There is no mention, at any point, of Tillis’s efforts to block federal funds being used to teach the 1619 Project in public schools. This is perhaps especially notable because the CEOs of all “Big Five” publishers—Penguin Random House, Hachette, Macmillan, HarperCollins, and Simon & Schuster (which is on the verge of being acquired by Penguin)—all sit on the group’s board, and Markus Dohle, the CEO of Penguin Random House, published a bestselling book edition, The 1619 Project, which first appeared in The New York Times. (Representatives from PRH and the AAP would not comment on the record for this story.)
The AAP tends to switch between honoring Democrats and Republicans—a typical move for an industry group whose primary focus is its own economic well-being. Copyright policy is understandably among the group’s most important priorities; pro-business Republicans like Tillis and Goodlatte are valuable allies. And yet by honoring them, the industry also cheapens its stated commitment to fighting censorship and supporting diversity. Instead of pushing Tillis on the matter of First Amendment protections, the AAP has opted simply to ignore the parts of his political profile that go against its professed values. It’s dispiriting but not unsurprising: Even after the tumult of the last two and a half years and the rancid ideology that’s driving this next great wave of book banning, the publishers only have eyes for their balance sheets, only paying lip service to their supposedly deep commitment to free expression.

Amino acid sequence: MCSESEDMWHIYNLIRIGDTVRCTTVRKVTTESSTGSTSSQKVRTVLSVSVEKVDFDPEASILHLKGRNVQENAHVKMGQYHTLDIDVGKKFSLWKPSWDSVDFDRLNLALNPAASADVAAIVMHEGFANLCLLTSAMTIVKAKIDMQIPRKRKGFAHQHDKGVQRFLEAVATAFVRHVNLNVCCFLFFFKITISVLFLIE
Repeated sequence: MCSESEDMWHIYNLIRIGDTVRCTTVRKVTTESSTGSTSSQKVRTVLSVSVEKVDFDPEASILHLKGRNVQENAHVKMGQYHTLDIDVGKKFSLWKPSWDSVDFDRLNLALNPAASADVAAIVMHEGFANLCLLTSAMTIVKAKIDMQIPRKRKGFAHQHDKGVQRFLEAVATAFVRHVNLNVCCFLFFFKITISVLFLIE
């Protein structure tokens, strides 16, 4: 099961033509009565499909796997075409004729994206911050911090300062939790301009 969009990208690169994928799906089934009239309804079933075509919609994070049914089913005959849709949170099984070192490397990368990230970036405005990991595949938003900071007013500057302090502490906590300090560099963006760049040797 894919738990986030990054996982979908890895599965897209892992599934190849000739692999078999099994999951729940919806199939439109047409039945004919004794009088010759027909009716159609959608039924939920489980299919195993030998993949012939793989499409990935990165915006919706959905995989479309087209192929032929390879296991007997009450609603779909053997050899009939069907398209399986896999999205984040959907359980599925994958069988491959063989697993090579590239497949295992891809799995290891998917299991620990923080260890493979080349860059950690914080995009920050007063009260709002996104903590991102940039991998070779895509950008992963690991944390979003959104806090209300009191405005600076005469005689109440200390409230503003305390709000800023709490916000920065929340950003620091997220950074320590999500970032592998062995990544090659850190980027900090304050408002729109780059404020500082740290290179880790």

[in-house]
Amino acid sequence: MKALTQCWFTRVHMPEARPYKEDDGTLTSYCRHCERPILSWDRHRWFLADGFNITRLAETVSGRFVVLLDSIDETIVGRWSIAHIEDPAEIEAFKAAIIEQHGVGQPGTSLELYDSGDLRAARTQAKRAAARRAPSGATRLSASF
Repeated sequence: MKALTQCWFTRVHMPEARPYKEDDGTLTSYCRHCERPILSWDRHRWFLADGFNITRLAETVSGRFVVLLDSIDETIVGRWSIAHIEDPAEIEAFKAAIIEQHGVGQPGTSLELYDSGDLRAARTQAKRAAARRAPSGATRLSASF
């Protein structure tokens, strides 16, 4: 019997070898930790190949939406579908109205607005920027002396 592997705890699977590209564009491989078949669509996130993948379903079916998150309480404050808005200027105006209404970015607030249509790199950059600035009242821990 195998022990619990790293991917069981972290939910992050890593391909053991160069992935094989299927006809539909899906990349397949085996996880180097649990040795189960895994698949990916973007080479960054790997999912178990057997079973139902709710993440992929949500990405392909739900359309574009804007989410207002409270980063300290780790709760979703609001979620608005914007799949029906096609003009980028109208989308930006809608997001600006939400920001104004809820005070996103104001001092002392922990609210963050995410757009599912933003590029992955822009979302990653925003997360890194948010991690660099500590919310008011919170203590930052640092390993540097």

Publishers have long cast themselves as protectors of the First Amendment and have in recent months organized initiatives to push back against the book bans that have gone into effect on works relating to race, gender, and sexuality across the country. The AAP itself has recently filed an amicus brief challenging the removal of books from libraries in one Missouri school district. But the industry often falls short on the kinds of standards to which it would hold others—diversity in hiring practices and salaries have been vexing labor issues that publishers have only recently started to address. Naturally, the industry has a vested interest in protecting its bottom line as well: The AAP, in particular has advocated for strengthening copyright protections and updating the Digital Millennium Copyright Act; it argues that not enough is being done to protect intellectual property in the internet age.